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View Full Version : Odd floppy drive / single dentisty drives and diskettes



Luke
February 1st, 2009, 11:34 AM
I bought this floppy drive long time ago and I tought it was regular one mounted in IBM's computers. I think I was asking about this drive some time ago but noone replied.

http://img132.imageshack.us/img132/1668/fddym5.jpg

It's manufactured by Siemens, there's date - 10-1982. I've connected it to PC computer and tried to write some data on DD disc formatted as 160KB (the drive has one read/write head) sometimes I could save and read the data but only few times. I'm pretty sure it isn't PC drive, it has vired height (about 3/4 of full height one). I guess it can be single density drive.

Are such drives and diskettes common?
And what systems used single density?

Luke

Fallo
February 1st, 2009, 12:14 PM
It's manufactured by Siemens, there's date - 10-1982. I've connected it to PC computer and tried to write some data on DD disc formatted as 160KB (the drive has one read/write head) sometimes I could save and read the data but only few times. I'm pretty sure it isn't PC drive, it has vired height (about 3/4 of full height one). I guess it can be single density drive.

This appears to be a Siemens FDD-100. A variant of these drives was used in the Osbornes (though not this particular model).


Are such drives and diskettes common?
And what systems used single density?

Single-density refers to disk formats that store less than 100k of data. No PC ever used them, although PC floppy controllers are supposed to support SD. Because it was not a standard format, many controllers did not implement SD support. That's probably why it doesn't work correctly in your machine.

A number of systems used SD drives, including the Osborne and various other CP/M boxes. The TRS-80 Model I also used them, as well as the Atari 810 drives.

Terry Yager
February 1st, 2009, 12:36 PM
The only machine that pops into my head is the Morrow MD-x CP/M boxes, which used those 3/4 high drives. I have a HH drive here with 3/4 high faceplate that came out of a Burroughs external enclosure, but it's DSDD.

--T

patscc
February 1st, 2009, 05:35 PM
Doesn't single density typically refer to FM recording and double density to MFM ?

The FDD-100's were actually capable of either FM,MFM, IBM System 3740, IBM System 32 formats, depending on what options the were shipped with, and of course the controller.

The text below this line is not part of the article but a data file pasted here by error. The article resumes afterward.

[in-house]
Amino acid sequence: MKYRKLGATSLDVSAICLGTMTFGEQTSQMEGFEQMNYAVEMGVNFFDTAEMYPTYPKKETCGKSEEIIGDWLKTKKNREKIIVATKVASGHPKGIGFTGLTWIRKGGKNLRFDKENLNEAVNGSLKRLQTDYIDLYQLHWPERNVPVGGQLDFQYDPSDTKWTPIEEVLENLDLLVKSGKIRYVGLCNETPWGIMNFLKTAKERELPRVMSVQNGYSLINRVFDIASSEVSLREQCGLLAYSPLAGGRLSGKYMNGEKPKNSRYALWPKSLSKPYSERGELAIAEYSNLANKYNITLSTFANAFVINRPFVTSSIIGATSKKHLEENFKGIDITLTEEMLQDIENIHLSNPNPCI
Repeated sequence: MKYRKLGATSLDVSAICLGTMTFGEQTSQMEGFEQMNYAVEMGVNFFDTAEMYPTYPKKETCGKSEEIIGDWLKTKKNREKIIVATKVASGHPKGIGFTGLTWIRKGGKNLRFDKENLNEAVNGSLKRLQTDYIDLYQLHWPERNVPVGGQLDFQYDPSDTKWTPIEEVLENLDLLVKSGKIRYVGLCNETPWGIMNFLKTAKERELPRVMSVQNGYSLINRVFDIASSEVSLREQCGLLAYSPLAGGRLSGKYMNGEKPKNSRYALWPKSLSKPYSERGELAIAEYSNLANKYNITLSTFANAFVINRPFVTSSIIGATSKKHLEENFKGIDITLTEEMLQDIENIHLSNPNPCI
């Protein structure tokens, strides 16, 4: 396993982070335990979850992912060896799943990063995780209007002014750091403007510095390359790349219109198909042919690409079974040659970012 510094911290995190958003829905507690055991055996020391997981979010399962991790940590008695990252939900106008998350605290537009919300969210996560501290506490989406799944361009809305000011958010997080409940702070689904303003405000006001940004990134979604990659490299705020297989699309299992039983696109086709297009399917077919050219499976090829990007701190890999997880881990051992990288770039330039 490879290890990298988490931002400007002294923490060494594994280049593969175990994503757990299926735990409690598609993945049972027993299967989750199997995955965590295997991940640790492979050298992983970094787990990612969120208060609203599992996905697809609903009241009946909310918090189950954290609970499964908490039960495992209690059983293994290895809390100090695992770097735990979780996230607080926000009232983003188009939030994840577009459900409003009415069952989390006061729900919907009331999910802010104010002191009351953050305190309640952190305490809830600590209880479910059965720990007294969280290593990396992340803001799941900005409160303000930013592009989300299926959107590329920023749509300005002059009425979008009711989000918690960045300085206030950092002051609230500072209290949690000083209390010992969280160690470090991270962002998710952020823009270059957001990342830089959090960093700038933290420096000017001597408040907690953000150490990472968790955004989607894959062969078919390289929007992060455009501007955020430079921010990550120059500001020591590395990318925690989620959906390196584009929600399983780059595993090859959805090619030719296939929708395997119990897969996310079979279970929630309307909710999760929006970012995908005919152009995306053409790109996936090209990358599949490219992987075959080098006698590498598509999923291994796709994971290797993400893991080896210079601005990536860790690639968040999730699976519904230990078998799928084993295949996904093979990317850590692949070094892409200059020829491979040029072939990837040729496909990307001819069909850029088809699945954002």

The drive looks more like a 100-8 than a 100-5 (at least to me) the -5 don't have that big 40-pin pseudo-pal sitting on it.
Here's a link to the 100-5 manual with pictures.
http://www.pestingers.net/PDFs/Disk_drives/FDD100-5_vol1.pdf
patscc

tezza
February 1st, 2009, 05:53 PM
Doesn't single density typically refer to FM recording and double density to MFM ?

Yes, as I understand it the density is not so much related to the drive, but rather the disk controller. I have an old Tandon single sided 40 track drive that writes single density in my System 80 and double density in the Kaypro. It's a matter of what it's attached to.

Tez

Chuck(G)
February 1st, 2009, 06:17 PM
Yes, as I understand it the density is not so much related to the drive, but rather the disk controller. I have an old Tandon single sided 40 track drive that writes single density in my System 80 and double density in the Kaypro. It's a matter of what it's attached to.

Exactly. (Legacy) floppy drives (and for that matter "MFM"/ST506/ST412 interface hard drives) are brain-dead. They record what you tell them to, be it FM, MFM, MMFM, GCR, or anything else. Basically, heads write drivers/read amp circuitry, positioner and a spindle motor.

You could probaby record PPM audio on a floppy if the itch struck you.

There are some 8" drives with built-in FM data separators, but those are always optional in their application.

tezza
February 1st, 2009, 06:57 PM
And what systems used single density?


The TRS-80 Model 1 originally did. Many people upgraded to double-density and a more reliable data separation though.

I think the Osborne 1s were originally single density too. (but don't quote me on that).

Tez

Chuck(G)
February 1st, 2009, 08:40 PM
What brand of 5.25" drives are these?

http://www.sydex.com/temp/5dd.jpg

chuckcmagee
February 1st, 2009, 09:41 PM
That's major LOL time. The guy at that website doesn't want you hotlinking to his site. It's a funny warning, as in humorous.

www.ex-astris-scientia.org

patscc
February 2nd, 2009, 08:04 AM
The Osborne 1 did in fact ship with single-density drives.
The original BBC micro comes to mind and the early Atari's had a SS/SD format.
patscc

Luke
February 2nd, 2009, 09:28 AM
I was able to make photo of drive's head and I've checked, it's one-headed drive.
It's not even similar to FDD-100. It have different sticker on the back - with date and serial number. On the side there is sticker with "MD-Laufwerk" on it. Maybe this could be the model? But I can't find anything about such model on the internet.

http://img142.imageshack.us/img142/4237/headzz0.th.jpg (http://img142.imageshack.us/my.php?image=headzz0.jpg)

patscc
February 2nd, 2009, 11:17 AM
Laufwerk just means drive.
Can we get some pictures of the labels, the underside, and the top of the PCB ?
patscc

Luke
February 2nd, 2009, 12:11 PM
Sure.

Top
http://img218.imageshack.us/img218/9468/topmh7.th.jpg (http://img218.imageshack.us/my.php?image=topmh7.jpg)

Back label
http://img218.imageshack.us/img218/6987/backjv1.th.jpg (http://img218.imageshack.us/my.php?image=backjv1.jpg)

Side label
http://img80.imageshack.us/img80/1222/label1yj3.th.jpg (http://img80.imageshack.us/my.php?image=label1yj3.jpg)

Underside
http://img80.imageshack.us/img80/9885/bottomal8.th.jpg (http://img80.imageshack.us/my.php?image=bottomal8.jpg)

Chuck(G)
February 2nd, 2009, 02:34 PM
A very odd beast. Door lock and head-load solenoids, yet single-sided. I wonder if this is from one of Siemens' CNC controllers?